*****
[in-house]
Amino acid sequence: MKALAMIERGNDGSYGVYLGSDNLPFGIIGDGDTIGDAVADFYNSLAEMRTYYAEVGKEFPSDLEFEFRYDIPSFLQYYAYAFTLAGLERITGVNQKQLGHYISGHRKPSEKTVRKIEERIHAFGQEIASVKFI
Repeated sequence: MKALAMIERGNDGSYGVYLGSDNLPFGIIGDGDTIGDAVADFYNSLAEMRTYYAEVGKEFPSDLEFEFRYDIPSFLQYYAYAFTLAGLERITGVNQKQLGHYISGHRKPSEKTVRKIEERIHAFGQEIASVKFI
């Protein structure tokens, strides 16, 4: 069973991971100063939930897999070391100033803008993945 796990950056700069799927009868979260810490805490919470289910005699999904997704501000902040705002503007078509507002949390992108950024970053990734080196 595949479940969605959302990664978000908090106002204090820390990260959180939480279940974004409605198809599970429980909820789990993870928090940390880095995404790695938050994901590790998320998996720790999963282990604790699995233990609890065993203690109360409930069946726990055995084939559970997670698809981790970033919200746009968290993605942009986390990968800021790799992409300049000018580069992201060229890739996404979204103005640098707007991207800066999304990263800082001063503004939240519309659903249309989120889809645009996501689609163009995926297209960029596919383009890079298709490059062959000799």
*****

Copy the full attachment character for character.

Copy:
[in-house]
Amino acid sequence: MKALAMIERGNDGSYGVYLGSDNLPFGIIGDGDTIGDAVADFYNSLAEMRTYYAEVGKEFPSDLEFEFRYDIPSFLQYYAYAFTLAGLERITGVNQKQLGHYISGHRKPSEKTVRKIEERIHAFGQEIASVKFI
Repeated sequence: MKALAMIERGNDGSYGVYLGSDNLPFGIIGDGDTIGDAVADFYNSLAEMRTYYAEVGKEFPSDLEFEFRYDIPSFLQYYAYAFTLAGLERITGVNQKQLGHYISGHRKPSEKTVRKIEERIHAFGQEIASVKFI
């Protein structure tokens, strides 16, 4: 069973991971100063939930897999070391100033803008993945 796990950056700069799927009868979260810490805490919470289910005699999904997704501000902040705002503007078509507002949390992108950024970053990734080196 595949479940969605959302990664978000908090106002204090820390990260959180939480279940974004409605198809599970429980909820789990993870928090940390880095995404790695938050994901590790998320998996720790999963282990604790699995233990609890065993203690109360409930069946726990055995084939559970997670698809981790970033919200746009968290993605942009986390990968800021790799992409300049000018580069992201060229890739996404979204103005640098707007991207800066999304990263800082001063503004939240519309659903249309989120889809645009996501689609163009995926297209960029596919383009890079298709490059062959000799």